DG: It's tough. I'm gifted in having peers that have not just a variety of opinions, but ever-changing opinions. I mean, maybe the AI is sort of a special field. It's very alive. It's not like the field of archeology or whatever that just doesn't change that often. If we take the broader term of my peers' industry at large, in my view actually right now we're in a bit of a lull, and I don't think this is the industry view, meaning I don't think progress is accelerating anymore. My contention would be that GPT3 came out basically 2+ years ago and the leap between 2 to 3 was nothing like the leap between 3 and 4. So basically the big leap happened over two years ago. My contention would be that everything that's happened since is fairly incremental and we have heard from OpenAI that they're not training GBT5.

“In my view right now we're in a bit of a lull [in AI]… meaning I don't think progress is accelerating anymore. My contention would be that GPT3 came out basically 2+ years ago and the leap between 2 to 3 was nothing like the leap between 3 and 4… My contention would be that everything that's happened since is fairly incremental and we’ve heard from OpenAI that they're not training GPT5.”

So if we think of the main distinction between GPT3 and GPT4, as a consumer, I only see it really be better at coding. In terms of day-to-day usage and needs, we could argue ad nauseum about benchmarks, but it's better at coding. Now I think it's better at coding because it got shown a lot of specialized coding data like how to code well by lots of grad students, which all makes sense. I mean, if you look at the way it codes, it's not exactly the final output that exists on the internet. On GitHub, the largest improvement has just been through more fine-tuning, which means the returns to scale or diminishing slash we're not scaling really anymore. I do think in the next one day to 12 months, there'll be another miracle where the context windows will grow drastically. That seems pretty straightforward to do. If I had to implement it in the next hour, I could, but I think that'll happen.

But I don't know that progress is accelerating at all, meaning I think it's been fairly static. And it makes sense. We will go through winters, summers, falls, and springs. Not every month is going to look like that month where everything seems to happen every single day. But that would be my contention. And I don't think a lot of people would agree because if you go on Twitter, there's all these demos. But I say this is someone who's tried all the demos I can possibly try. There's a lot of, to use the proper collegiate term, misinformation on Twitter in that a lot of the demos just don't work and are really good demos. I think anyone that's really used some of the stuff would know that at the end of the day, once GPT falls down this mistake of making code that doesn't execute, the odds of you showing the subsequent failures to GPT and it magically auto healing the code and just working and making the program that you wanted are very low, at least in my experience.

Maybe I'm using it wrong, but obviously there are issues there. And of course it's still a miracle product, but still probably one of the most important things the civilization has accomplished. But I don't know that the rate of progress is increasing anymore. And we're going to get a free lunch because these H100 processors will come online and the new integer format NVIDIA came up with can compute things a little bit faster. And so you're going to get a free speed up on training and inference from that stuff alone without any software improvement. But I think on the software side, right now where I'm sitting talking to you here today, May 1st, 2023, to me it seems like progress is slowing, which of course the AI doomers would say is a fantastic thing. So, whatever, we're not going to get into that debate. By the way, for the investor, I think progress slowing is good and bad.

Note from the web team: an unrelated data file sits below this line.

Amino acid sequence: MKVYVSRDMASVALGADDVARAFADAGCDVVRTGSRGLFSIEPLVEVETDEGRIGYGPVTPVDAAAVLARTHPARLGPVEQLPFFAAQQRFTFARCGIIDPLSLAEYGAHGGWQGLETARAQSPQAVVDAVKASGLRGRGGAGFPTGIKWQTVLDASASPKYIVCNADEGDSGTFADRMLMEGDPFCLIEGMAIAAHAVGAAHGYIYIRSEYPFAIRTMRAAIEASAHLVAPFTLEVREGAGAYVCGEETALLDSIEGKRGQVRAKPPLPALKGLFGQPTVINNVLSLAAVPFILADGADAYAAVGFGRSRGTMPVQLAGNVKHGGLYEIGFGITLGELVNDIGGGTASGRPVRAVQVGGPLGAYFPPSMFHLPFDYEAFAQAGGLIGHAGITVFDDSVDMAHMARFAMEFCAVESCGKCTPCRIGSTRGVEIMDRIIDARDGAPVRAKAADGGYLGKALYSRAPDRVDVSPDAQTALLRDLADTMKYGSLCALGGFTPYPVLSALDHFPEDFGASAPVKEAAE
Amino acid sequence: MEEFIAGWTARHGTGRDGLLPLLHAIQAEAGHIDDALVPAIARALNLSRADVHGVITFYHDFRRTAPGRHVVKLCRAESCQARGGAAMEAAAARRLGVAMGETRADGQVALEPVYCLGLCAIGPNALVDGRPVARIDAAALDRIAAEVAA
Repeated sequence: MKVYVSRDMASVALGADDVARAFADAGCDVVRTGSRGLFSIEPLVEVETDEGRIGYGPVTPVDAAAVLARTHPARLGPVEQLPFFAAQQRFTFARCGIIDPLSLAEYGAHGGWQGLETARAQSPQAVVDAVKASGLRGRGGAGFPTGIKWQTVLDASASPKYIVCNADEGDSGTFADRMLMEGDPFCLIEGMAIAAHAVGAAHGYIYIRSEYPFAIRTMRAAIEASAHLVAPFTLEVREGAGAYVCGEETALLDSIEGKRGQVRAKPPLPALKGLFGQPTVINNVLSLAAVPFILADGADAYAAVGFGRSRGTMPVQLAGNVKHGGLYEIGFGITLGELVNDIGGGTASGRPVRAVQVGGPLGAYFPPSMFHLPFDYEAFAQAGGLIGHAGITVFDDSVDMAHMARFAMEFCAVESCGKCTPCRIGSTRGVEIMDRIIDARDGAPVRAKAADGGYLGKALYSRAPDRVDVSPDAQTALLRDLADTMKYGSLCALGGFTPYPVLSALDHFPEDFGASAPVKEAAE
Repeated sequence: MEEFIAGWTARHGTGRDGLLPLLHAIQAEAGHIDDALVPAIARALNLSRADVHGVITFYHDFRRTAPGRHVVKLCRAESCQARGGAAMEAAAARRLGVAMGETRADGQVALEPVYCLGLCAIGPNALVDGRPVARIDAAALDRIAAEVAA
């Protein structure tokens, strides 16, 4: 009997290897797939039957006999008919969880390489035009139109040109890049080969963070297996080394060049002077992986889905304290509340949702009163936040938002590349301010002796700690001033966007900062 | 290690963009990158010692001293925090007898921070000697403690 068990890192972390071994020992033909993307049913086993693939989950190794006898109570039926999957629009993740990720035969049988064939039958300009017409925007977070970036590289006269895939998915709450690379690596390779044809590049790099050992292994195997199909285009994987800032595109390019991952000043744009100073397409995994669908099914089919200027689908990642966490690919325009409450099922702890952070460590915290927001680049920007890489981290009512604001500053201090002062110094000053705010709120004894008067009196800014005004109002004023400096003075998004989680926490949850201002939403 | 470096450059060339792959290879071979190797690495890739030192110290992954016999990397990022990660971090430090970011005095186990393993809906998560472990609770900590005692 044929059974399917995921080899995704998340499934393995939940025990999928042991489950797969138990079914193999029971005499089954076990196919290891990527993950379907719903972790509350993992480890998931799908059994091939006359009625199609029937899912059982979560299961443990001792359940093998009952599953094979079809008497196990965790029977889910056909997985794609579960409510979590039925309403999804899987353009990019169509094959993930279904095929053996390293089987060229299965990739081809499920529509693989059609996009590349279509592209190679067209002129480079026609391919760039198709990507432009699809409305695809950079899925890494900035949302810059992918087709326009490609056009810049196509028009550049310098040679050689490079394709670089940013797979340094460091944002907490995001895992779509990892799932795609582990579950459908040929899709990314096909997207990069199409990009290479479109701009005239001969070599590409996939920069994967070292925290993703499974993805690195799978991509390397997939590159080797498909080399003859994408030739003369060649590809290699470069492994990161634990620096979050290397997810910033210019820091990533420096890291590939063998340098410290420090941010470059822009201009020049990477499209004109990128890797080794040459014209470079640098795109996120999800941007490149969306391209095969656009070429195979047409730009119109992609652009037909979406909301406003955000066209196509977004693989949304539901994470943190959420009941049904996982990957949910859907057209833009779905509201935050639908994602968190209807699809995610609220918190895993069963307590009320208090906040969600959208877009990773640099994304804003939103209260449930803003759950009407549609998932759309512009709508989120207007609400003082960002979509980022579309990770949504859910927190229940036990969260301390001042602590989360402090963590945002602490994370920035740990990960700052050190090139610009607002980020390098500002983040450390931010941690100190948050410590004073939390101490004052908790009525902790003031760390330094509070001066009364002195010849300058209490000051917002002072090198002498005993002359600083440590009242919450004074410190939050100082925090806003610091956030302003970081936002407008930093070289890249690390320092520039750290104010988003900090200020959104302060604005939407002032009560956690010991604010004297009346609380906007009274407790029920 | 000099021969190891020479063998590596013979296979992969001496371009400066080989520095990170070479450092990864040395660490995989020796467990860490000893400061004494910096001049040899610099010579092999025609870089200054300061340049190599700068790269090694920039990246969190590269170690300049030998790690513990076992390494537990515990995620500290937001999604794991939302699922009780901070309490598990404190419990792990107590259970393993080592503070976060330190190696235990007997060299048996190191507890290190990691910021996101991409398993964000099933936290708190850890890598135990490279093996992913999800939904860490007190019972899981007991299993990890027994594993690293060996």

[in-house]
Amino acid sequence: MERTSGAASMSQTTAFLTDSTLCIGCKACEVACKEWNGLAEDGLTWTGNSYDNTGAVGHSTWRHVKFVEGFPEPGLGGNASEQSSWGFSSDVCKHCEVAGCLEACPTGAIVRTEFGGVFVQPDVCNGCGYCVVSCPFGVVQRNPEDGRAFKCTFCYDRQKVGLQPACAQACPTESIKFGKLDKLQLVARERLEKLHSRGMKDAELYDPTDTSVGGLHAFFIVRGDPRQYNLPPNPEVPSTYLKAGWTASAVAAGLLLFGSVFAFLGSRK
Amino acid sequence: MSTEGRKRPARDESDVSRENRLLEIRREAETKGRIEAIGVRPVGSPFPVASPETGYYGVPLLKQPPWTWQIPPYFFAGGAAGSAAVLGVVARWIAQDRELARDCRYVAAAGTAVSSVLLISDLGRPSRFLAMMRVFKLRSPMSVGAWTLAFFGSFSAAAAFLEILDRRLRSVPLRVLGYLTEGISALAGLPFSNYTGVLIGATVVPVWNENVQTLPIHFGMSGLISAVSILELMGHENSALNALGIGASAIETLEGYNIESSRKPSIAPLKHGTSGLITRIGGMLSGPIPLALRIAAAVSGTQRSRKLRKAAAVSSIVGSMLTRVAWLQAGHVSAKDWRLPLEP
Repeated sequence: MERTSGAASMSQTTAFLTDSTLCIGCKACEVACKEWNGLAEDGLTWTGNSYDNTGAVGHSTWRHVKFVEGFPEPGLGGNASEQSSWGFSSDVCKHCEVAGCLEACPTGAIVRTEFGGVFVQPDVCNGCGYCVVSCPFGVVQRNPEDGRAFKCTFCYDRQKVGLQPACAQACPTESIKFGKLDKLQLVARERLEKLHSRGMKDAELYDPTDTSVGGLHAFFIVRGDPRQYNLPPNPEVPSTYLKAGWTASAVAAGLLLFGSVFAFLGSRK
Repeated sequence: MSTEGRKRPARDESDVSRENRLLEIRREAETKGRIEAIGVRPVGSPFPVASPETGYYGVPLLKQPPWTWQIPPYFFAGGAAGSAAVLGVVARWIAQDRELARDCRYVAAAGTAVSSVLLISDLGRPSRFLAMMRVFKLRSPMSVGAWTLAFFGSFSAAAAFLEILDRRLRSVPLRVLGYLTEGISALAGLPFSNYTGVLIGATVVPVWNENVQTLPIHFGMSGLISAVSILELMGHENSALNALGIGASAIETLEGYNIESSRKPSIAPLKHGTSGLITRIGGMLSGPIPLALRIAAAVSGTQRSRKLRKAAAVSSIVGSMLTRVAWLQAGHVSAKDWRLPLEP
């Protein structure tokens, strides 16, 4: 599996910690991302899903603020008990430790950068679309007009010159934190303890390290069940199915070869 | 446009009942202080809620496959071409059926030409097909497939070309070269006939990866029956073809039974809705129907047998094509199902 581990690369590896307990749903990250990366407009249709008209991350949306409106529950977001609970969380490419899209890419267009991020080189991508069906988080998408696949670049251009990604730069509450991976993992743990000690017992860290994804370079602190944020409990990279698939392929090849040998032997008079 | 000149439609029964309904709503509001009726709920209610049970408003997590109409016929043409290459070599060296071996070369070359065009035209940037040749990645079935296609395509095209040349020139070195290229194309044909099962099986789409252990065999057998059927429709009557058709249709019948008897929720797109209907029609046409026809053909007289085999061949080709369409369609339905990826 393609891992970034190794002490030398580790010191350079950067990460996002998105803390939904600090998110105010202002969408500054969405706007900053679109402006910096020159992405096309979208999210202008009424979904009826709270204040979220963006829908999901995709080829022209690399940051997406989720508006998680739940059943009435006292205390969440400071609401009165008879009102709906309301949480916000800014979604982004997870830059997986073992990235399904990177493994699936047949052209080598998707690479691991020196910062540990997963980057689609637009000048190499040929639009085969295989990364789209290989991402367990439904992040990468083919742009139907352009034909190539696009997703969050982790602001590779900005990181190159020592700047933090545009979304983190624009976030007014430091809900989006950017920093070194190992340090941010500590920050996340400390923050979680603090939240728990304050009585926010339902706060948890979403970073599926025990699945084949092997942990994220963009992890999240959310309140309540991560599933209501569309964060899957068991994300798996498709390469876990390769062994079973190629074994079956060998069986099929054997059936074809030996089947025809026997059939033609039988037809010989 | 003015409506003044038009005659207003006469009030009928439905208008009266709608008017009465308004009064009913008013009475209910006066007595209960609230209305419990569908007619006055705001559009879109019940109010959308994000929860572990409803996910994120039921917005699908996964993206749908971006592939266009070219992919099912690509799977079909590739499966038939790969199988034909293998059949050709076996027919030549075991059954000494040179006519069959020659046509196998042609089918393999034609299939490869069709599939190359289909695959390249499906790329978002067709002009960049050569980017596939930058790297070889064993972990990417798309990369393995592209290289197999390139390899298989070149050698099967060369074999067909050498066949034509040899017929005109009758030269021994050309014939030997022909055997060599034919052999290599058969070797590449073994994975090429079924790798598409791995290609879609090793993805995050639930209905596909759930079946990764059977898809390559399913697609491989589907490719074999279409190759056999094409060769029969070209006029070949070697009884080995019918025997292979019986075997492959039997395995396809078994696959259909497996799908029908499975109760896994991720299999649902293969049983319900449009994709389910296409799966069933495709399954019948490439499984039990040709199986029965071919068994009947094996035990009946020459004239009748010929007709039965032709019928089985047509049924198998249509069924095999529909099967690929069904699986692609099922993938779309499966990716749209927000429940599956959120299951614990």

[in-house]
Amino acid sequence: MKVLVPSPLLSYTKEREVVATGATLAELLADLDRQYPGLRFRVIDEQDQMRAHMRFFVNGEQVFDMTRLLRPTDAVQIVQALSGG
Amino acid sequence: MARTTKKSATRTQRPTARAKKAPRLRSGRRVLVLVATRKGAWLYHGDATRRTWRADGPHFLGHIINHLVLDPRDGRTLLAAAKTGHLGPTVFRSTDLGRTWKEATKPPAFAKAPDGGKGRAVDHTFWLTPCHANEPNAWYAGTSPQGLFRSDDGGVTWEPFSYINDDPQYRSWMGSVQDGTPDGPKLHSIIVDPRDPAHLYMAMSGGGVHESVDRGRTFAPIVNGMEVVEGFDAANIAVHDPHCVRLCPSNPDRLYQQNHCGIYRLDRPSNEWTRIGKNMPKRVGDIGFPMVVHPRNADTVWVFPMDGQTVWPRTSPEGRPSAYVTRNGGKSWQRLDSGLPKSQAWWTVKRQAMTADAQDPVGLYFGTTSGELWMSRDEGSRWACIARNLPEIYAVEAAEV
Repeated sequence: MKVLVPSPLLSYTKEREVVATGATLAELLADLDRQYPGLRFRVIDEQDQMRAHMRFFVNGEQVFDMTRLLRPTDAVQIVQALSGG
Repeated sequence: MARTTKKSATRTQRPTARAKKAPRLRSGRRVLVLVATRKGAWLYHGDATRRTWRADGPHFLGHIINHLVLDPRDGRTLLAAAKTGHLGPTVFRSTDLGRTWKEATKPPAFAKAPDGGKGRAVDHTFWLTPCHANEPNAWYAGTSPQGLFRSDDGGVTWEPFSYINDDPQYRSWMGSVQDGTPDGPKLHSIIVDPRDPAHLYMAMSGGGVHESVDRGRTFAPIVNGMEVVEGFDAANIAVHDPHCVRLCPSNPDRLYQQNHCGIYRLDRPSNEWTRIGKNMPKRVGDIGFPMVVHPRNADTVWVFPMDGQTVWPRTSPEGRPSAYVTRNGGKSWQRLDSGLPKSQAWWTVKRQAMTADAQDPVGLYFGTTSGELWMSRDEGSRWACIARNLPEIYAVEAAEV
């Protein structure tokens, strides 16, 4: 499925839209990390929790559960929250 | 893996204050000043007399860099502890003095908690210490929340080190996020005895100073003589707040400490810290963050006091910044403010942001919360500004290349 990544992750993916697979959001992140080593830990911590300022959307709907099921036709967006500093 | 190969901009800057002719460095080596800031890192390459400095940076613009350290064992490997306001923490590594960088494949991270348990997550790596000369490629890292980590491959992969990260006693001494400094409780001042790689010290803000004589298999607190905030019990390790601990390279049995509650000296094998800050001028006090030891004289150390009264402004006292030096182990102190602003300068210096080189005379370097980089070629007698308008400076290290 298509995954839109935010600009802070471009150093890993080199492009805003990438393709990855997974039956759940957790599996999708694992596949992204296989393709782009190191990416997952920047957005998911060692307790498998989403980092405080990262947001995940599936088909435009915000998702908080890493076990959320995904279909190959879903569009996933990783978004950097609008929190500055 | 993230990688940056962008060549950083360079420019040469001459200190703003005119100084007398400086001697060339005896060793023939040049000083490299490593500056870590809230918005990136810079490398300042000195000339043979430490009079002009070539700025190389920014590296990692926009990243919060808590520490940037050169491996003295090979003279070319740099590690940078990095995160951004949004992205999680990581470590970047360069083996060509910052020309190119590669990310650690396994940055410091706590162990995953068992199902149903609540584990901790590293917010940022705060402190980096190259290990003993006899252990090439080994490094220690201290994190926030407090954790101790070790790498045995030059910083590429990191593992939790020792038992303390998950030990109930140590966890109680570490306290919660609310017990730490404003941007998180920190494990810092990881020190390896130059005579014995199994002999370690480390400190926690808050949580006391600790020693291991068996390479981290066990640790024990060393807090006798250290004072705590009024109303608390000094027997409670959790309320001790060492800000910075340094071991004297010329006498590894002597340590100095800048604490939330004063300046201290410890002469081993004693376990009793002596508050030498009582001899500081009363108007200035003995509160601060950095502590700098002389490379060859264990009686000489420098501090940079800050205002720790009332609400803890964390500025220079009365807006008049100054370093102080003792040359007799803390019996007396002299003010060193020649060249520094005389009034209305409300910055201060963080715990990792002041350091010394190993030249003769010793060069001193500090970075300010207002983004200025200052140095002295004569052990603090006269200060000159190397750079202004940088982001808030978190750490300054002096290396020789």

I mean, it's good because you've got a chance to catch your breath and the market structure's not changing underneath you. The bad news is you tend to place a lot of bets with the preconception that the market's going to look a certain way and it can just change when things pick up again. And I think they will pick up again. For example, you have all these businesses raising huge amounts of money started by fantastic people in my view, that are doing these vector databases. So the idea is to create some type of database like MySQL or Oracle's database that's able to very efficiently search on the similarity of text, which is what machine learning models or these large language models do using their embeddings or whatnot. And that's really interesting if the context window, the amount of text you can input simultaneously into a model, stays fairly fixed.

So you're using these external vector databases as sort of a hippocampus connected with a umbilical cord to the model and it can shuttle things back and forth and it can talk to the vector database like a little external library. But if the context window dramatically increases to 1, 5 or 10 million tokens, I don't know how much vector databases really matter because I can just suddenly, for example, put my entire source code into the context window of the model or put the entire US tax code into the context window of the model. So that's a good example of one of many market structure shifts that'll happen. I think it's a very exciting time and space to be allocating in. The whole market itself is changing, not just the companies, which is really different and speaks to how quickly I think the world is moving.

MM: Wonderful. Well, that was a great answer and it was a delight having you on the podcast, DG. Thank you so much for being a guest.

DG: Thank you very much for having me.